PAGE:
jlw — 2014-04-17T15:13:35-04:00 — #1
rsoliver — 2014-04-17T15:33:02-04:00 — #2
While this book is a great romantic look at blacksmithing and does have some good knowledge, some of the safety standards are horrible. The New Edge of the Anvil is one of the best places to really learn about the craft. I was a blacksmith for 13 years and used it often as a reference.
dacree — 2014-04-17T15:41:38-04:00 — #3
Blacksmithing is a heck of a trade. I was a bladesmith years ago and was forever impressed by the control blacksmiths have over their tools.
The book(s) remind me of this series http://www.amazon.com/Build-Your-Metalworking-Shop-Scrap/dp/0960433082 starting with coal and scrap metal to make the tools needed to build better tools and so forth.
david_aked — 2014-04-17T21:00:28-04:00 — #4
Good little book. Had it in my library for years. Edge of the Anvil is good (Never owned, but have borrowed). I found something worthwhile is looking on Gutenberg Press. The amount of out of print, out of copyright books on blacksmithing is quite hefty. Some good books out there for free. I found a few TAFE manuals for blacksmithing that I ended up printing out and putting in my workshop for reference. It was from the TAFE manual where I got the first set of instructions that were usable for doing a forge-weld. Something which so many books poorly describe (In my opinion of course).
bobo — 2014-04-18T01:07:45-04:00 — #5
I second this. I've been hammering out blades (and other assorted things) for the last 19 years, and I can't even dream of having the hammer control of a semi accomplished blacksmith.
one of my works for reference (and hopefully to show that I'm not too shabby):
(sorry, somehow the pic ended up coming up a little skewed, and I have no idea how to get it to come up in proper proportions)
As far as user friendly blacksmithing references, there's one by Lorelei Sims called "The Backyard Blacksmith: Traditional Techniques for the Modern Smith" that I particularly like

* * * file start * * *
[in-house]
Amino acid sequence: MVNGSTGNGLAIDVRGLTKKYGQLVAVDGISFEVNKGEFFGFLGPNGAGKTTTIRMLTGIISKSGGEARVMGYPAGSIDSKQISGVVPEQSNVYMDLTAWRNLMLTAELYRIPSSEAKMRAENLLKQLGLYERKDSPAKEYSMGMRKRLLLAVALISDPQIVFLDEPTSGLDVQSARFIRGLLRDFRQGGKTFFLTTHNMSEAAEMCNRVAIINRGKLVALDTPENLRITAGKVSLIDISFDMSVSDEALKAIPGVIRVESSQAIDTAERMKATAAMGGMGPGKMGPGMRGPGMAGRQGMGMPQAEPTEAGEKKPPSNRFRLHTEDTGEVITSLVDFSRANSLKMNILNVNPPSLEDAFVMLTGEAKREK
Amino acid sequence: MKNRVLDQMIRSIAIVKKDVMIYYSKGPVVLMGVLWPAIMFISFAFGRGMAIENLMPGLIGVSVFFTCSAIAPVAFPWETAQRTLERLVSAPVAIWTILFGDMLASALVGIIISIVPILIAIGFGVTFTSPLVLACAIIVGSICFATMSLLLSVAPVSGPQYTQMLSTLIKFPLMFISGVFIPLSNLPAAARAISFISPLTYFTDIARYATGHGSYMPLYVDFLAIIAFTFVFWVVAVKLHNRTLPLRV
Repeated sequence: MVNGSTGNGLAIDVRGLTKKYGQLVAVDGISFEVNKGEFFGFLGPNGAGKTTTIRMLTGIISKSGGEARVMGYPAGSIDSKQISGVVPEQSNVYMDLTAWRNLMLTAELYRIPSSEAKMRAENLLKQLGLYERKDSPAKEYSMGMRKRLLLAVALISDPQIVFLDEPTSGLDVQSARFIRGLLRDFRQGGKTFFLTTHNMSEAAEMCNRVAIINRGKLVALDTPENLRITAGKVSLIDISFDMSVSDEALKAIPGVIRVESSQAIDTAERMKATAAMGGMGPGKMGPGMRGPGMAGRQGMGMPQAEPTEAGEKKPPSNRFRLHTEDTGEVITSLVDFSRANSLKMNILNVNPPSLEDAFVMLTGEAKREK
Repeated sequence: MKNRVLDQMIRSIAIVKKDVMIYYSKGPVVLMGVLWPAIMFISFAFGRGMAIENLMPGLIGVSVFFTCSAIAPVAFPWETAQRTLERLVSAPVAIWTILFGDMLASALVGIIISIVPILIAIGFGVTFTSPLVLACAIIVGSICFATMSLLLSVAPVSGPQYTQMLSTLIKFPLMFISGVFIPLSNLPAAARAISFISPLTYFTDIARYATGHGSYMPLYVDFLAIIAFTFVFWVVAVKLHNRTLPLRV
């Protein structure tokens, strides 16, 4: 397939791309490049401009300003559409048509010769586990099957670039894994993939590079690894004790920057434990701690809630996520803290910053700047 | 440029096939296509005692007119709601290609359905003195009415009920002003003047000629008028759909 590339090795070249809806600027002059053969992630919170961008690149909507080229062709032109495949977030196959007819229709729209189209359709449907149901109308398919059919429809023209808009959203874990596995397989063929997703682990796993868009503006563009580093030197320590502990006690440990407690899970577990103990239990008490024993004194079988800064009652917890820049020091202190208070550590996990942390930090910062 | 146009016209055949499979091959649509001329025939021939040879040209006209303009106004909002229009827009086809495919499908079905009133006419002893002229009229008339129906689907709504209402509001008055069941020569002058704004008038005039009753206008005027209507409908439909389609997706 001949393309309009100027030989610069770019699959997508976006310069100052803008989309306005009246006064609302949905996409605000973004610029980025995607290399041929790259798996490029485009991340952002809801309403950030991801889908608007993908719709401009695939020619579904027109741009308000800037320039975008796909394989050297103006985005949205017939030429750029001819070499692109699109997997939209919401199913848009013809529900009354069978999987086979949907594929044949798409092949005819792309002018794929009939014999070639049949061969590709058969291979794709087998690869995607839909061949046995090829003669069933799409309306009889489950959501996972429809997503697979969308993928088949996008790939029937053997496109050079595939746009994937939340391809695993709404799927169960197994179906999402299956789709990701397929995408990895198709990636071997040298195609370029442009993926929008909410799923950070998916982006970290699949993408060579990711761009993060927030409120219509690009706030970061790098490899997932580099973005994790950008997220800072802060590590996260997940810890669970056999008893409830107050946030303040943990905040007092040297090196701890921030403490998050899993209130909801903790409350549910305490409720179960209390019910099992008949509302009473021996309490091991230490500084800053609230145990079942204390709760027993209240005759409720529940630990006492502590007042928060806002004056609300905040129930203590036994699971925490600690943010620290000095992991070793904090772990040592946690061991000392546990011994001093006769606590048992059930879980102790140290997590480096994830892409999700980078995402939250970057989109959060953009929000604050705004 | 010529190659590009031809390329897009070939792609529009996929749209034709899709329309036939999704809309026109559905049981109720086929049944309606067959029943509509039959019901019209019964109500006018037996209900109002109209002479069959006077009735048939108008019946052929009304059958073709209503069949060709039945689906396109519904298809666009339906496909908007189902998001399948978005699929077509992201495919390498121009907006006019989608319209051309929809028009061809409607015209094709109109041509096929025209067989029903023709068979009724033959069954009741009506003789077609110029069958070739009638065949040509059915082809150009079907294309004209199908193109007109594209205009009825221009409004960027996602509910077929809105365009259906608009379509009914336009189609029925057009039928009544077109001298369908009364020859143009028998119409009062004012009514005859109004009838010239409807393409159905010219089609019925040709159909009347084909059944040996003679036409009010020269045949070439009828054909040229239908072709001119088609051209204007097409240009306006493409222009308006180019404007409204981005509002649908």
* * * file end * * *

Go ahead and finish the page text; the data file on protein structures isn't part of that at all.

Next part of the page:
josh_jasper — 2014-04-18T06:49:25-04:00 — #6
I wish to god this was a cheap hobby, but not if you're living in a city. Forges are going to violate fire codes, and renting space in one thats been given the OK is not cheap.
jlw — 2014-04-18T09:24:13-04:00 — #7
You rule. That knife is lovely!
gfish — 2014-04-18T13:21:59-04:00 — #8
You probably can't get away with it in an apartment, no. But I've been clanging away in various parts of Seattle for 10 years now, and no one has ever cared in the slightest. Most people don't even look over as they walk by on the sidewalk, a couple meters away!
catchall — 2014-04-18T14:17:18-04:00 — #9
If you happen to be in LA or Orange Counties, check out the blacksmith shop at the Heritage Museum in Santa Ana. All ages are welcome; they have 13 anvils.
andy_dingley — 2014-04-18T20:45:31-04:00 — #10
There's nothing "complete" about this book and there's barely any "smithing" in it.
bobo — 2014-04-19T01:22:30-04:00 — #11
In most suburbs, you probably can't get away with coal/coke, but you can usually get away with gas. I've been running propane forges in various forms (since I moved from the country) for the last 15 years or so. That, and having neighbors who don't mind what you do (often after the "Here's a present. This is what I'm doing with all the banging noises.").
dacree — 2014-04-21T10:14:10-04:00 — #12
very nice hamon. That's not something often seen on a drop point hunter. The flower patterned pins are a nice touch too.
jlw — 2014-04-22T15:13:45-04:00 — #13
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